Nicole Gilroy writes…
As we have looked closely at the edges of the book, we have noticed that there is a break in the textblock: this is usually caused by a split in the sewing or spine linings or adhesive.
It is common to see this in the middle of a book, and we have been wondering when this damage occurred, and if it is getting worse, as we thought it might be after going through the book leaf by leaf.
Yet again, the photographic record of the condition of the book soon after its return to the Bodleian has come to our aid: this time the photograph taken to show the original position of the book in Duke Humfrey’s library, fore-edge out as it would have been chained, clearly shows the ridge along the fore-edge demonstrating that the text-block break had already happened at that point.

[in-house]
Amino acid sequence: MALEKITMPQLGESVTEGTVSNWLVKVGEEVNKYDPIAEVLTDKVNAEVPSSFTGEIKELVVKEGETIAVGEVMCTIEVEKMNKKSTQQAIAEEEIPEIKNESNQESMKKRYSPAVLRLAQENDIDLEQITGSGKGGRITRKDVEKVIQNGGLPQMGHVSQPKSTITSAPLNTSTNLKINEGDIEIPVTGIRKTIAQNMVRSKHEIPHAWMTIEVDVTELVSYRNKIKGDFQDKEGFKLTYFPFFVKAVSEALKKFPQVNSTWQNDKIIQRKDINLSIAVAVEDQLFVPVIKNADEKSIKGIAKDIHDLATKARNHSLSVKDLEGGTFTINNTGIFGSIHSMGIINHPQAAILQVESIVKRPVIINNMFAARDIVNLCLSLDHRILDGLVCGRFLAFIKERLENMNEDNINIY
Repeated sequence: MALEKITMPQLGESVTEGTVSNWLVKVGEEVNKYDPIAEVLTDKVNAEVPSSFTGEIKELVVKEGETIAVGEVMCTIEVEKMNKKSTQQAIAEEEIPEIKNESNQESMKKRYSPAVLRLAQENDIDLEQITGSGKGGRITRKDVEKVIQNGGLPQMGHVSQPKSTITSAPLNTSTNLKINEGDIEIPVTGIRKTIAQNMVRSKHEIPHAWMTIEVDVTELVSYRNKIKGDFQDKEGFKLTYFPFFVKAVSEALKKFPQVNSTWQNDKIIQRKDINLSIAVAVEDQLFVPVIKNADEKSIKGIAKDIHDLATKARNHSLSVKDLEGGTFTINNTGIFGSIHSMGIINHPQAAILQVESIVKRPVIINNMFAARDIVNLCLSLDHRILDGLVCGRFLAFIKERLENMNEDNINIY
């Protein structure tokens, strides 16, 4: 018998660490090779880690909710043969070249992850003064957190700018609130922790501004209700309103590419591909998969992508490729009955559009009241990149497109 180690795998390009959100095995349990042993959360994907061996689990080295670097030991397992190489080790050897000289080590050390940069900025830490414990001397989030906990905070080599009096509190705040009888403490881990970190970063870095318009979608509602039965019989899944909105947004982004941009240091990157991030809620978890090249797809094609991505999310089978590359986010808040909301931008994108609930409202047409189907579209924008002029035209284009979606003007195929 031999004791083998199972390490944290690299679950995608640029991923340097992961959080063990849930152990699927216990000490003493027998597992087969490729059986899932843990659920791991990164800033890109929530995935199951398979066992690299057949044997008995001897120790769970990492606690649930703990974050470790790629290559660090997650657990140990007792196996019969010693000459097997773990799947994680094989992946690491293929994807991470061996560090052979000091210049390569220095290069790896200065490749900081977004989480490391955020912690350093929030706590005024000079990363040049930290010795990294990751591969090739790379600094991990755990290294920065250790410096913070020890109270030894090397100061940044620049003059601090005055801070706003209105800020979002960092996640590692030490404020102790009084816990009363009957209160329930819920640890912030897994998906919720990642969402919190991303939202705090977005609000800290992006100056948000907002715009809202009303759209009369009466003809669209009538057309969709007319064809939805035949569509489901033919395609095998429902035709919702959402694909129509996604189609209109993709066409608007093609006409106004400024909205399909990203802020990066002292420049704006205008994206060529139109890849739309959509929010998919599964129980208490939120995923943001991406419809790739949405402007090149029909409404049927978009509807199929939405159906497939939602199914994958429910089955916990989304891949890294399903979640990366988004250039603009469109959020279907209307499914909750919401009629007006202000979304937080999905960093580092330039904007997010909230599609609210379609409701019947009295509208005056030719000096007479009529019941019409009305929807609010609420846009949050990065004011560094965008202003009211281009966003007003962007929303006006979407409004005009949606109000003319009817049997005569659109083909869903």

The edges of the book tell us more than just the condition of the sewing. There are some distinctive ripples along the edges that have made us think a little more about how it was bound.
We know from the size of the leaves that very little was trimmed from the edges, but the edges were certainly trimmed slightly and sprinkled red, though this has now faded and worn.
The edges of a book could have been trimmed in one of two ways in the 17th century: with a draw-knife (a hand-held two-handled knife); or with the relatively new invention, the plough (which involved setting the book up in a horizontal press and running a blade in a jig along the edges creating a neater trim).
The rippled edges of the First Folio, with their slight horizontal scoops, suggest that the quicker (therefore cheaper) method of the draw-knife may have been used, perhaps hinting at a more workaday binding rather than an expensive one. This, in combination with the evidence of less-than-perfect paper selection makes us think that this book was not quite the luxury item we might have thought it was.